Britain’s chief Brexit negotiator, David Frost, has signalled to his EU counterpart, Michel Barnier, that he will recommend Britain leaves without a trade deal if Brussels continues to demand that the UK should align with its rules on state aid. Mr Frost has already taken a hard stance on the topic in private meetings.
Mr Barnier demanded to see Britain’s blueprint for its domestic subsidy regime for when the Brexit transition period is over.
The regime is not likely to be published until the end of September.
The EU wants Britain to continue to follow rules that prevent the Government from subsidising British companies over EU rivals.
A senior Conservative source said Mr Frost and others had privately talked about whether to soften Britain’s line on state aid.
But Prime Minister Boris Johnson reportedly decided that the UK should not soften its position.
The source told the Times: “Frost has made clear to Barnier that as things stand he would have to recommend to Boris that we go for no deal.
“There has been a discussion about whether or not to compromise on state aid, and Boris said no.”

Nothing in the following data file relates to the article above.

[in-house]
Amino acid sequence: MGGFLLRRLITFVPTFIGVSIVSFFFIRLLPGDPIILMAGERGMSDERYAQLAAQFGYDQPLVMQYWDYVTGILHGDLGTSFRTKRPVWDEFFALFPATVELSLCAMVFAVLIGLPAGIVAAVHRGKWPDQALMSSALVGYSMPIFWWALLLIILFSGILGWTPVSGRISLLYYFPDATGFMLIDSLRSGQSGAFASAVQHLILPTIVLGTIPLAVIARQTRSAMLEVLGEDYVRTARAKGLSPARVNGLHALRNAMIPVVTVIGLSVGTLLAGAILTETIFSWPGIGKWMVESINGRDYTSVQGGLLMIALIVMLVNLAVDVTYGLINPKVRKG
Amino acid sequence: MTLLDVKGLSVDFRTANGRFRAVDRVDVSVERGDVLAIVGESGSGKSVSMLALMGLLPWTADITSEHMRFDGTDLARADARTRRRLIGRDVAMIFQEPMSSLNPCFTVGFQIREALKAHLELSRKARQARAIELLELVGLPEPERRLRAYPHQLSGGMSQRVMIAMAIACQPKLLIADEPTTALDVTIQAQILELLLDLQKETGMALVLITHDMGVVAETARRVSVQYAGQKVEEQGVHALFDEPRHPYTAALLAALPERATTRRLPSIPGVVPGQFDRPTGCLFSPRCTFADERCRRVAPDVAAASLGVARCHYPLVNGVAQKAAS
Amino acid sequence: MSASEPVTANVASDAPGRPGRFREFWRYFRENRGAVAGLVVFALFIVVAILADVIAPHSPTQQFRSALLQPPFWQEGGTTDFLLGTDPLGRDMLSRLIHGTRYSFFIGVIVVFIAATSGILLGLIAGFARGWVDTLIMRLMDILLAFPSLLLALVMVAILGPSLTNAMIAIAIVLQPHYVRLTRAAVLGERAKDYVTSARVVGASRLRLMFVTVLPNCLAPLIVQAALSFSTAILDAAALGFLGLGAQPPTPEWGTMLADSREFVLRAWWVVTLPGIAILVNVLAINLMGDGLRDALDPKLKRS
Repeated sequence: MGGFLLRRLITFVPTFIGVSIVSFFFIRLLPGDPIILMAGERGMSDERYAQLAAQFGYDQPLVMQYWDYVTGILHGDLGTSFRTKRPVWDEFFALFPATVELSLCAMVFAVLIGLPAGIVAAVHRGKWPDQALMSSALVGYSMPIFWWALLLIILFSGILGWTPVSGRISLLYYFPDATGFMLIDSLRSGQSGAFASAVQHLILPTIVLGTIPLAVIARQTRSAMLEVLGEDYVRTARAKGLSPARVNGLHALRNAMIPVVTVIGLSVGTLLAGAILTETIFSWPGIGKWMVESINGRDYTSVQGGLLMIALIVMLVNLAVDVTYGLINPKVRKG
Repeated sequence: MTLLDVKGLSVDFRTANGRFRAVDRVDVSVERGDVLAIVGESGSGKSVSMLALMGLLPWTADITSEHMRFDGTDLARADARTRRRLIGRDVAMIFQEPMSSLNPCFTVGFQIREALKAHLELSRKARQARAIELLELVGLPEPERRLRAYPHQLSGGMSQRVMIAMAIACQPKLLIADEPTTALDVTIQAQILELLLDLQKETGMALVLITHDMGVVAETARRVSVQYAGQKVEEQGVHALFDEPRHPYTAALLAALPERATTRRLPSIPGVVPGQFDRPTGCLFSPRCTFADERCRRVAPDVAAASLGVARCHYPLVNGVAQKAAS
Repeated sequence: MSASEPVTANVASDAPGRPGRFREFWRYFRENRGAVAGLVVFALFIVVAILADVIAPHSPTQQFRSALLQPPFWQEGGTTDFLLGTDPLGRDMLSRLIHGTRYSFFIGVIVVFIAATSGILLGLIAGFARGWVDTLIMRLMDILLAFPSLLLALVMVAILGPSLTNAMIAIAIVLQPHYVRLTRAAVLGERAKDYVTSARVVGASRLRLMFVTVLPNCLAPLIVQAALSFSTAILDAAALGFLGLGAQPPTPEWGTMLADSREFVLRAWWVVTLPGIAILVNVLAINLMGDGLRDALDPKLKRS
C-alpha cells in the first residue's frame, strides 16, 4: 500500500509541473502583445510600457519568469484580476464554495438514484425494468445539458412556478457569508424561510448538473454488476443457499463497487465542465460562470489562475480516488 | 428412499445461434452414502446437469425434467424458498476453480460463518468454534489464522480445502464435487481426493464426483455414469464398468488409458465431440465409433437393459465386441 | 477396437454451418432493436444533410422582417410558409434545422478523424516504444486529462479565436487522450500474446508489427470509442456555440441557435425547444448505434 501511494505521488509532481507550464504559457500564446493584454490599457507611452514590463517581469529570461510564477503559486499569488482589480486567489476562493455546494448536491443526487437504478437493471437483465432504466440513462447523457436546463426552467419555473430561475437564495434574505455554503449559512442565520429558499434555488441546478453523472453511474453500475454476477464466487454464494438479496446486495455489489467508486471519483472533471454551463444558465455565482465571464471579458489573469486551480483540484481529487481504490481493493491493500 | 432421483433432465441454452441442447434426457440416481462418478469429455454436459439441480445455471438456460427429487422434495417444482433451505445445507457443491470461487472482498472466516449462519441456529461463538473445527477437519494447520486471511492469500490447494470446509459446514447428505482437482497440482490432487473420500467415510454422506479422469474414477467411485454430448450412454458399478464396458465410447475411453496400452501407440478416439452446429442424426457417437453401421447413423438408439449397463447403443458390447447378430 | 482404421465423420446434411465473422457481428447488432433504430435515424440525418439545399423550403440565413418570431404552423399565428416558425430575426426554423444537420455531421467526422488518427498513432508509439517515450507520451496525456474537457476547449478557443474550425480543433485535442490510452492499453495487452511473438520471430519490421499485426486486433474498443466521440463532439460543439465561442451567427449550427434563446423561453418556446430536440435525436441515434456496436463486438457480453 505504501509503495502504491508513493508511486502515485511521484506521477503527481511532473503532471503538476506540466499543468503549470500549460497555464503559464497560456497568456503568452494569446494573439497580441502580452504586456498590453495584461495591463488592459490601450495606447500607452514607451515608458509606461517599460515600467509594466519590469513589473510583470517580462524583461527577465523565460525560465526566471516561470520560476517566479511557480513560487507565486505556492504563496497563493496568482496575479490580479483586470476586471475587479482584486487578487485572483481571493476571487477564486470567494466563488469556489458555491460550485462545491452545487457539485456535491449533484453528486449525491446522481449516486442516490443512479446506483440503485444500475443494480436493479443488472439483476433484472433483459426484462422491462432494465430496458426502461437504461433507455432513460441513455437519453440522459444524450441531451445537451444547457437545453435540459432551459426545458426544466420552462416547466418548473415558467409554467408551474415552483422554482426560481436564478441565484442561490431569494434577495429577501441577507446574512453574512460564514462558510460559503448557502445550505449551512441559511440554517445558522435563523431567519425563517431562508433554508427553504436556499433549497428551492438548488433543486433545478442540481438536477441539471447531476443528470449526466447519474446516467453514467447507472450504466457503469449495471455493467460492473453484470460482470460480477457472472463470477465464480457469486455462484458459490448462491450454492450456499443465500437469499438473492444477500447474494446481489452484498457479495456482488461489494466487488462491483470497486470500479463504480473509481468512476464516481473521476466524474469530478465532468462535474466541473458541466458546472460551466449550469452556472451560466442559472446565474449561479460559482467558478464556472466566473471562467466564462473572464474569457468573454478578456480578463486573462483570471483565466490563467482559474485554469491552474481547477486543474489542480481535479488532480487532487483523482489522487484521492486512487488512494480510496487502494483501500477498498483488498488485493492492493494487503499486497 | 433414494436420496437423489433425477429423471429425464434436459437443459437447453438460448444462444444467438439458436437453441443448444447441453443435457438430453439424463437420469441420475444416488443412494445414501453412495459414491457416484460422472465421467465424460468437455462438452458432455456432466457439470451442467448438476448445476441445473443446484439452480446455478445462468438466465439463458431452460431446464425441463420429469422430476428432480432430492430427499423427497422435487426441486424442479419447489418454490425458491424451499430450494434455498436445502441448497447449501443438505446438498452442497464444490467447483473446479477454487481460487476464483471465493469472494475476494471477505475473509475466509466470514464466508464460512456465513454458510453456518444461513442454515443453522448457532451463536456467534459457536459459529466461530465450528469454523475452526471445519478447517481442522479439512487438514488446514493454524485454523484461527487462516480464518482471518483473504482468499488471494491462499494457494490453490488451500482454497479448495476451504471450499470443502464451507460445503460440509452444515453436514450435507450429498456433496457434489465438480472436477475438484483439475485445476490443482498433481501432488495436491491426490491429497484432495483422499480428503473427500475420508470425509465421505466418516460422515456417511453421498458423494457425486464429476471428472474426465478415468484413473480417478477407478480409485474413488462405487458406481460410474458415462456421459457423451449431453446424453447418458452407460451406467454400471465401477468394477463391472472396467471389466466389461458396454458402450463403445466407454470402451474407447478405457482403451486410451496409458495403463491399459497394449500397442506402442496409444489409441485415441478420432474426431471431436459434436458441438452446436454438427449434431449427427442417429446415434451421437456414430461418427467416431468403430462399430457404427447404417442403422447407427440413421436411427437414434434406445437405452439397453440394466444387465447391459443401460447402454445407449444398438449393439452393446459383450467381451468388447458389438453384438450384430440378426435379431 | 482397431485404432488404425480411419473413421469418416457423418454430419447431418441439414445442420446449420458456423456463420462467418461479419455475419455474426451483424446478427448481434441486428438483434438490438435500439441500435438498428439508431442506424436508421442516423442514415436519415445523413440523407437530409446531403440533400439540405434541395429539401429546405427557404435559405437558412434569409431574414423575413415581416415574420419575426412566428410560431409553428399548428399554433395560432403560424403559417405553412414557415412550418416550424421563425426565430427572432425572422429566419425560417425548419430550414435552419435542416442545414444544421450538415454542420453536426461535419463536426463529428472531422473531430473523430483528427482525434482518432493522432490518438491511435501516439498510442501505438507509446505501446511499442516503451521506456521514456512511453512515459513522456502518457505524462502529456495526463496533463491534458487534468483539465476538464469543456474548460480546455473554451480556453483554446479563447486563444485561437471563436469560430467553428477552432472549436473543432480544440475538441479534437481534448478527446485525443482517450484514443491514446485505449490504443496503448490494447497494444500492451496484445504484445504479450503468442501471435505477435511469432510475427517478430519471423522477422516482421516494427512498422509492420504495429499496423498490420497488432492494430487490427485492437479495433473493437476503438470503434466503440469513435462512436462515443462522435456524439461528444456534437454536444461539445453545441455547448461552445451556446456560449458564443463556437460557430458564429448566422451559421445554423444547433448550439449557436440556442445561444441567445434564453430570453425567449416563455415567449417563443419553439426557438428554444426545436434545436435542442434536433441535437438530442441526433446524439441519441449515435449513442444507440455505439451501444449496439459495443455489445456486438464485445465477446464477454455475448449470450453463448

Mr Johnson’s senior aide, Dominic Cummings, thinks that freedom on state aid could be one of Brexit’s main benefits.
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“He’s telling Boris that he shouldn’t do anything that undermines the Union.
“The argument is that if Brexit leads to the breakup of the UK, that would give Boris’s achievement in securing Brexit a bad name.”
Mr Barnier has argued that the UK’s proximity to the EU means it should not be allowed to create a competitive advantage over key industries.
Next week informal talks will resume between the UK and EU before formal negotiations commence the following week.
A no deal scenario is much more likely to happen than it was a month ago during negotiations.
The EU does not think a deal will be agreed on before the European Council meeting takes place on 15-16 October.
The two sides are deciding whether there should be a separate Brexit leaders’ summit or “legal vehicle” to extend negotiations past the end of December.
But Mr Johnson is unlikely to delay the UK’s exit from the EU.
A Government spokesman said: “After the transition period, the UK will have its own regime of subsidy control and will not be subject to the EU’s state aid regime.
“The government will set out further detail of our domestic regime in due course.”